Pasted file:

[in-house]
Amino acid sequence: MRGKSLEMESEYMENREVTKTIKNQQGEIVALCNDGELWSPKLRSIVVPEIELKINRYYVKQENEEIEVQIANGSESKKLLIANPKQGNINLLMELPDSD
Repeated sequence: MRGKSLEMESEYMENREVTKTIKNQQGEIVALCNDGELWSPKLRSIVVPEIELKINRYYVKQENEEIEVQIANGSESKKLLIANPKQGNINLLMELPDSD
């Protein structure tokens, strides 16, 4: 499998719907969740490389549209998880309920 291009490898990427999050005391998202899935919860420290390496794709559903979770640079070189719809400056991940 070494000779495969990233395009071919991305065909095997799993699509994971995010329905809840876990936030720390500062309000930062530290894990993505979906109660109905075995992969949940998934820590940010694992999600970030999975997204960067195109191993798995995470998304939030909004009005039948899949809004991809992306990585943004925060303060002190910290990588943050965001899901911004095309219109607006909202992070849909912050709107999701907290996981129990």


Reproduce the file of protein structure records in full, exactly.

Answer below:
[in-house]
Amino acid sequence: MRGKSLEMESEYMENREVTKTIKNQQGEIVALCNDGELWSPKLRSIVVPEIELKINRYYVKQENEEIEVQIANGSESKKLLIANPKQGNINLLMELPDSD
Repeated sequence: MRGKSLEMESEYMENREVTKTIKNQQGEIVALCNDGELWSPKLRSIVVPEIELKINRYYVKQENEEIEVQIANGSESKKLLIANPKQGNINLLMELPDSD
């Protein structure tokens, strides 16, 4: 499998719907969740490389549209998880309920 291009490898990427999050005391998202899935919860420290390496794709559903979770640079070189719809400056991940 070494000779495969990233395009071919991305065909095997799993699509994971995010329905809840876990936030720390500062309000930062530290894990993505979906109660109905075995992969949940998934820590940010694992999600970030999975997204960067195109191993798995995470998304939030909004009005039948899949809004991809992306990585943004925060303060002190910290990588943050965001899901911004095309219109607006909202992070849909912050709107999701907290996981129990």